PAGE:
About social communication disorder
Children with social communication disorder have difficulties using verbal and non-verbal communication for social purposes.
Children with social communication disorder have trouble with:
- communicating for social purposes – for example, smiling and saying ‘hello’, making eye contact while interacting with someone, or showing something interesting to another person, like pointing to a plane in the sky
- communicating in different ways with different people – for example, speaking differently to children and adults, or communicating differently in a classroom and at a birthday party
- following social ‘rules’ – for example, holding out your hand to shake hands, or taking turns during a conversation
- understanding and using verbal and non-verbal cues – for example, knowing that if a person is looking around while you’re talking, the person might be bored
- understanding the meaning behind words – for example, understanding that someone is warning you that the footpath is slippery when the person says, ‘Careful – the footpath is wet’
- understanding that tone and context make words mean different things sometimes – for example, understanding sarcasm or phrases like ‘I’m over the moon’.
Children with social communication disorder might also have more general behaviour or emotional difficulties. For example, they might:
- feel anxious or worried, particularly in social situations
- find it hard to concentrate or pay attention
- might have difficulty managing their emotions.
Social communication disorder is sometimes called pragmatic language impairment (PLI).
Children with social communication disorder have the disorder from early in their development, but you might not notice the signs. The signs often become more obvious when a child is older and has to deal with more complicated social situations and rules.
Diagnosing social communication disorder
Health professionals with experience in child development and developmental disorders like autism can diagnose social communication disorder.
Diagnosing social communication disorder usually involves several health professionals, including speech pathologists and psychologists. It might include a combination of interviews, language assessments and behaviour assessments.
If you think your child might have social communication disorder, it’s best to talk about your concerns as soon as possible with a trusted health professional, like your child and family health nurse, GP or paediatrician. These professionals can refer you to a specialist in child development for further assessment.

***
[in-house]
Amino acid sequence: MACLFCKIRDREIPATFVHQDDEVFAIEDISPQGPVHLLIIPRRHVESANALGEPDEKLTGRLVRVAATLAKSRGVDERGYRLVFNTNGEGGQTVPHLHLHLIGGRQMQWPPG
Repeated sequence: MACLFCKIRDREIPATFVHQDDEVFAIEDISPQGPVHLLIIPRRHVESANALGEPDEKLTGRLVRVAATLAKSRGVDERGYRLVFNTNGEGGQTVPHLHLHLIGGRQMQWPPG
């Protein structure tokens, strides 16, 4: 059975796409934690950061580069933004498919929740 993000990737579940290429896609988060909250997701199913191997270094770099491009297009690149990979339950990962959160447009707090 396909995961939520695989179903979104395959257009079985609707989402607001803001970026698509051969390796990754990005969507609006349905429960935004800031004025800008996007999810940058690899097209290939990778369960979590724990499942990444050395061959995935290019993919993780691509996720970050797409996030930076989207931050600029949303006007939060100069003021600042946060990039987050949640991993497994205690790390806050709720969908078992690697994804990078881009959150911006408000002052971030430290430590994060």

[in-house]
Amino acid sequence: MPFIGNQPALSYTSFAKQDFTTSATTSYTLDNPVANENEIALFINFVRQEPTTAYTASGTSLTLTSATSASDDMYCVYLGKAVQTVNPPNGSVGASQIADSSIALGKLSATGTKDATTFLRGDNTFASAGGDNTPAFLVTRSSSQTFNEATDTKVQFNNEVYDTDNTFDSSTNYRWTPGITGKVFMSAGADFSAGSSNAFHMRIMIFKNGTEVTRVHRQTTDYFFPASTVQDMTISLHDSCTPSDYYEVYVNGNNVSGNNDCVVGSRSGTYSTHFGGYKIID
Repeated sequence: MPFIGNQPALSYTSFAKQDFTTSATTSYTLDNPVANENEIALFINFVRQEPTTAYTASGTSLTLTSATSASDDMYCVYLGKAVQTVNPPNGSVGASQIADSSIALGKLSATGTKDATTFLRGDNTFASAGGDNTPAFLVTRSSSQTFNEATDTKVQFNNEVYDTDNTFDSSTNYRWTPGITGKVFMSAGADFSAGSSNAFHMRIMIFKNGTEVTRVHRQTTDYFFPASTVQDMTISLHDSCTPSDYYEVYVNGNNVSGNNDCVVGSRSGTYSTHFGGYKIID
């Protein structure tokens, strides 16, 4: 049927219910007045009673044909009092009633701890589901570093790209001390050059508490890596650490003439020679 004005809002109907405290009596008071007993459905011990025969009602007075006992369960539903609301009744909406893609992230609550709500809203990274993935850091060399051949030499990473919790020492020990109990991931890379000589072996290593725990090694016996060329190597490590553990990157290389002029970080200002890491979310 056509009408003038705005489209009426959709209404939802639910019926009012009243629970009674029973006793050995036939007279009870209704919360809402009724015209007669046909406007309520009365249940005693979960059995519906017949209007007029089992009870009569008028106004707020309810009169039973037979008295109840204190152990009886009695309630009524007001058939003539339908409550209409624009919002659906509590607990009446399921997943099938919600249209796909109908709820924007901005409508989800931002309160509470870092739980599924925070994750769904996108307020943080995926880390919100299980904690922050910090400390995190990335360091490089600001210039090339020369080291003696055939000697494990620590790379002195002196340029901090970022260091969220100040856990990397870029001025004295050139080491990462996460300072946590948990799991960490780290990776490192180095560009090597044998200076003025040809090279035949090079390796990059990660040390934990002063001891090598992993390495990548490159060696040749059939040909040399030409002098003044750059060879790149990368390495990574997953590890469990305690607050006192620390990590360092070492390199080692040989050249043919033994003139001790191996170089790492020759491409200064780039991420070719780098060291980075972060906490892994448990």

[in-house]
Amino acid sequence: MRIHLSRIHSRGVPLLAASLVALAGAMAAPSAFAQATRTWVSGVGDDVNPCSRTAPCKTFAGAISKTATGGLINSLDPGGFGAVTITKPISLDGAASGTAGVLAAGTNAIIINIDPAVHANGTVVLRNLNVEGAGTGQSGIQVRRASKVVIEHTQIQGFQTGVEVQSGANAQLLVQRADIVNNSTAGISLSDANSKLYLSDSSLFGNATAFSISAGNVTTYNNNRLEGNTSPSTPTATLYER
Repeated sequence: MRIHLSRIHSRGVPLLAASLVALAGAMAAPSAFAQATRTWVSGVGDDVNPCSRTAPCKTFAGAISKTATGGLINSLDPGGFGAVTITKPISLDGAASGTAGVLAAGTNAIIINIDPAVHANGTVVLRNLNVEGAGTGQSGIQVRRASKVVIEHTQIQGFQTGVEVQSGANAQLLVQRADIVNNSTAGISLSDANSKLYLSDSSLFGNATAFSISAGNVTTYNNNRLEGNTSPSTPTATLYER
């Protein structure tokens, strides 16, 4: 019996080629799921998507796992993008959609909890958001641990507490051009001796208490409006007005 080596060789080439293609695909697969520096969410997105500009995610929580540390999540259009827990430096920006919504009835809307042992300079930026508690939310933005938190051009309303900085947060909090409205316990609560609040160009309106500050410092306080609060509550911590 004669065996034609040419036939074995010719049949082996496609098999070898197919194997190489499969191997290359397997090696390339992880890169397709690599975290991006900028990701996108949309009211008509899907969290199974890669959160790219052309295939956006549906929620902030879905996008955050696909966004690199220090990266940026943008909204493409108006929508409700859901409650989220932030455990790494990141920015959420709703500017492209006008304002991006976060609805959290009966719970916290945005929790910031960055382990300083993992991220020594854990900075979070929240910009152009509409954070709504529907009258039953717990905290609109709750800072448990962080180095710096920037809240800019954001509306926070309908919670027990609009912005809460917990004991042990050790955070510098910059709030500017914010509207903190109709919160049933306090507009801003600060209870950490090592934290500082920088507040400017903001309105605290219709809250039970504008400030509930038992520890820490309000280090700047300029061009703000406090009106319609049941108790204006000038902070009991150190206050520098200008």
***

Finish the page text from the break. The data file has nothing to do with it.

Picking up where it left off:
Social communication disorder or autism?
Children with social communication disorder have some of the characteristics of autism.
For example, children with social communication disorder and autistic children have difficulty communicating for social purposes.
But autistic children also have repetitive behaviours and narrow interests. Some children with social communication disorder might have some mild repetitive behaviours and narrow interests, but this isn’t enough for a diagnosis of autism spectrum disorder.
Neurodiversity is the idea that there’s natural variation in how people’s brains work and how people experience, understand and interact with the world. Neurodiversity is a good thing. Embracing neurodiversity is about accepting, including, celebrating and supporting children who are neurodivergent, including children with social communication disorder.
Therapies and supports for social communication disorder
There are currently no therapies or supports specifically for social communication disorder. Also, there’s little evidence about how successful existing therapies are for social communication disorder.
But children with social communication disorder and autistic children have many of the same difficulties. This means that children with social communication disorder can use the same types of therapies and supports as autistic children.
These therapies typically focus on children’s verbal and non-verbal communication, as well as social skills and play skills.
There’s a wide range of therapies and supports listed in our parent guide to therapies for autistic children. Each guide gives you an overview of the therapy, what research says about it, and the approximate time and costs involved in using it.